A Gift For Self-Destruction

December 30th, 2011 § 4 comments § permalink

For neurocritis


Peeta’s supposed to be the one I can’t survive without, so that I even care about the letter is surprising. It comes in a white envelope, with the address in the Victors’ Village in the same blocky hand I’ve always known. They let us send letters now, the Capitol. Everyone pretends this is a good thing, rejoicing over how it’s possible now to get a communication from someone in 2.

My husband, who is one of everyone, grins and waves when he hands it to me.

“Open it here,” he says. He grabs me around the waist in a hug, the way he does, nuzzling my neck with his nose. Some days it tickles and is romantic.

Other days, it feels like a vise.

I shrug him off—incautiously, too fast. We spin away from each other in the massive kitchen—the one that has never felt like mine even though I’ve lived here ever since the first Games. I end up flattened against the wall cabinets, and I think briefly of Buttercup, who died six years ago, and the way he would back into a corner and flatten his ears. I figure I must look like that.

Peeta’s face falls for a fraction of a second before he throws the stupid wide smile back on. This is how it works. He hugs me; I turn him down; he pretends it was all a joke.

We both act like we don’t hurt each other.

And the sad thing is, it works.

I stuff the letter in my jacket.

“I told Haymitch I’d visit,” I say.


After ten years, I don’t even need to look for the breaks in the walk, the little piece of tree root that decided to grow across the path. My feet know it on their own, and they make the journey without tripping.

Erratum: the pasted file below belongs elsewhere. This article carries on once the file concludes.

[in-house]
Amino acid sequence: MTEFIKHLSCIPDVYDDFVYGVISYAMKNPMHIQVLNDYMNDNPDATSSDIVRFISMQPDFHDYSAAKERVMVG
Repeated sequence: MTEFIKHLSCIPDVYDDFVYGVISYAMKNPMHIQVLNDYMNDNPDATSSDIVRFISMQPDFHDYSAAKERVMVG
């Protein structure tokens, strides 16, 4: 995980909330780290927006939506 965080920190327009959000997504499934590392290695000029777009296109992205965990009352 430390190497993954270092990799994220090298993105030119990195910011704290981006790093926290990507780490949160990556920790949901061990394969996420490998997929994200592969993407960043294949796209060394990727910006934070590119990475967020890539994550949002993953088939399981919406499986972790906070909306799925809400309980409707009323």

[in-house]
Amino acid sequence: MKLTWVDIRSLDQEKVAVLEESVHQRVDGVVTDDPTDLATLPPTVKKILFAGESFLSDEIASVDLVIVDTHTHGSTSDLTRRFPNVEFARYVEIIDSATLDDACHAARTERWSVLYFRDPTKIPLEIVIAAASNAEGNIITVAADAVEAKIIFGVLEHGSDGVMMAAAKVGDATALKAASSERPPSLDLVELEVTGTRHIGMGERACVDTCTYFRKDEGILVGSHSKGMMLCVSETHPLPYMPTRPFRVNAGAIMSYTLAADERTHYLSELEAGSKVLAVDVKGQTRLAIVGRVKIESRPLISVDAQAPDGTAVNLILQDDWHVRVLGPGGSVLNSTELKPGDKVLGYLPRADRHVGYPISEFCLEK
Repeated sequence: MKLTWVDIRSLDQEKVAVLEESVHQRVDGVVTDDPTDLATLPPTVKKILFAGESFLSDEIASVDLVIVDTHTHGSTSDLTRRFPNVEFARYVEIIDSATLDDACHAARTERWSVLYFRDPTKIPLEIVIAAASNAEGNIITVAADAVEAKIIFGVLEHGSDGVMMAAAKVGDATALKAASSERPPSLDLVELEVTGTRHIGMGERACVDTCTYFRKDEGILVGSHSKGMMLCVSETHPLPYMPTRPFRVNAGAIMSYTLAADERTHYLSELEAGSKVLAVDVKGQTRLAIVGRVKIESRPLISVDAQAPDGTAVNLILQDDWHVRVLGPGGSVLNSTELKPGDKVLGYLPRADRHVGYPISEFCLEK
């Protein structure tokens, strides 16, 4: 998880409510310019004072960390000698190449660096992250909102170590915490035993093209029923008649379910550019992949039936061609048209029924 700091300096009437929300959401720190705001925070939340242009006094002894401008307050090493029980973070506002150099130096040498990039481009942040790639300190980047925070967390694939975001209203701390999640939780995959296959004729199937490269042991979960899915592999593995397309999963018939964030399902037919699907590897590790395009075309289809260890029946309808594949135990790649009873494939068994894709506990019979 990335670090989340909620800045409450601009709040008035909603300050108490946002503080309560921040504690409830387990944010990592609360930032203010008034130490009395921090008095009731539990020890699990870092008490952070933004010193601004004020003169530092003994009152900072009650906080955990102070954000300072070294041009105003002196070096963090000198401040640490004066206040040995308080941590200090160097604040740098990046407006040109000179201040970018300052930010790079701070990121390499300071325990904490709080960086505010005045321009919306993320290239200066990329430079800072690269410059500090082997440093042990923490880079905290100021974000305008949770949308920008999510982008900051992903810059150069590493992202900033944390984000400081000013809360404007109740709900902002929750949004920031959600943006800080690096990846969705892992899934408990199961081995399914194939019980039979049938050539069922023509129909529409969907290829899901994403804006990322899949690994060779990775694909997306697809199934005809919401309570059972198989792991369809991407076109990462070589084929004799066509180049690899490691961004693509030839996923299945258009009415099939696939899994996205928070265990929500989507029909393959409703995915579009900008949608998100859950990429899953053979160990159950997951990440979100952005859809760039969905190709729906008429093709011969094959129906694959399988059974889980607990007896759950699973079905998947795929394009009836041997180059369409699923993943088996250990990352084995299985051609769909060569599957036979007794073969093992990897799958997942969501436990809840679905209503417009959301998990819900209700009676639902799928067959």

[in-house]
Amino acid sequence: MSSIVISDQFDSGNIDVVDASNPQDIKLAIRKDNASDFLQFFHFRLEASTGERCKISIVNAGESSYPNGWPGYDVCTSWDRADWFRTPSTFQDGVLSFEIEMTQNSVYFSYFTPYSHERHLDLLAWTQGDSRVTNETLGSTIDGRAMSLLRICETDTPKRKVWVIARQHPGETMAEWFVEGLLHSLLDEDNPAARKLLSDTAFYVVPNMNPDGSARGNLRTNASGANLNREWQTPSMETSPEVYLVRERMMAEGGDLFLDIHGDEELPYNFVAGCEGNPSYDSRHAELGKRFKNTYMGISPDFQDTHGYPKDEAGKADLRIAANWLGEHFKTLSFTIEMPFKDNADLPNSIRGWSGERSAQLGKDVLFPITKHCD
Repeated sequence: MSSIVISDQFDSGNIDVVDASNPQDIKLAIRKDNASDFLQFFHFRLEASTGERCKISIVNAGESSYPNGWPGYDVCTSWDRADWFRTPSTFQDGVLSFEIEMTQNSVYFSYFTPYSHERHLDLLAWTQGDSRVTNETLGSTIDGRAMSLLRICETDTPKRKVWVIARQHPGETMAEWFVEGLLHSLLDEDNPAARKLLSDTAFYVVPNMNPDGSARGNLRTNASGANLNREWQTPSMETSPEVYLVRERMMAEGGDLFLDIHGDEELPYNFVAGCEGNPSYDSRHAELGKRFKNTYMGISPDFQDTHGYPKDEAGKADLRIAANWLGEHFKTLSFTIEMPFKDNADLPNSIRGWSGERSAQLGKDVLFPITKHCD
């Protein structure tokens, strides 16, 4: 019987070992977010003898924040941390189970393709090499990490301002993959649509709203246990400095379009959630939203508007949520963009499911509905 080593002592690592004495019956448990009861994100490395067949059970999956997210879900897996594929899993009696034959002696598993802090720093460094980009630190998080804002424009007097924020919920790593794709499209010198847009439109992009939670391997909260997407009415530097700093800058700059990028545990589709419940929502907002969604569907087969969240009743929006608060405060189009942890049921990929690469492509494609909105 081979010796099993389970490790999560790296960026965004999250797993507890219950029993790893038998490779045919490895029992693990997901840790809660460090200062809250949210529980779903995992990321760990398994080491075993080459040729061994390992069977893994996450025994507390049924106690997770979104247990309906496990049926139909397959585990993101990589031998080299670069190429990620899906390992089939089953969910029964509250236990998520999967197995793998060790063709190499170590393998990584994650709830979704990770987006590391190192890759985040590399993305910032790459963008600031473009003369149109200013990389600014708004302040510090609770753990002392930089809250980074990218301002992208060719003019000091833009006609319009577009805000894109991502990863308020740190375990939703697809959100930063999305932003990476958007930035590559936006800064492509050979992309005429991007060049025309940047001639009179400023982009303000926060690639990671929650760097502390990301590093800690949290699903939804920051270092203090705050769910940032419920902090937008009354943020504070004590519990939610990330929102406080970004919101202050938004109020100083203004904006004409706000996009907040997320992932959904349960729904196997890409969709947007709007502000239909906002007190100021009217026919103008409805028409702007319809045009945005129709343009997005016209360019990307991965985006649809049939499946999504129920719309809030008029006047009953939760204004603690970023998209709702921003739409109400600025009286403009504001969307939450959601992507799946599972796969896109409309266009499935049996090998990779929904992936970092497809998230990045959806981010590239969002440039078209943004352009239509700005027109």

When I get there, Haymitch is watching the television, some technology program from District 1. The new televisions have a little box you can use to change the channel. It picks up programming from across Panem, and each district has its own special programming to broadcast to the others. Thirteen districts now and not twelve, but we’re all still separate, even if it’s no longer by force.

One frighteningly aging hand reaches for the bottle on the end table and lifts it to lips I can’t see from behind.

Whether it’s the District or Haymitch, old habits die hard.

I watch him for a little bit, at the way the television light glows around his head, like a halo. As though Haymitch would have a halo.

“You know, I can hear the door,” he says when I laugh.

“So why don’t you answer?”

The bottle lifts again and makes a little clink when it lands back on the table.

“Why bother? It wouldn’t make you ring the bell.”

He’s like this. We talk a lot, like we did ten years ago between the two Games. He’s easier than Peeta, and not because he hasn’t ever been Hijacked.

I sink onto the ratty couch. Everyone in 12 is better off, but the three of us Victors still have more money. Nobody understands why Haymitch still keeps his house in such disorder. But I get it. Disorder is familiar. And after the Rebellion made everything go haywire, familiar feels good.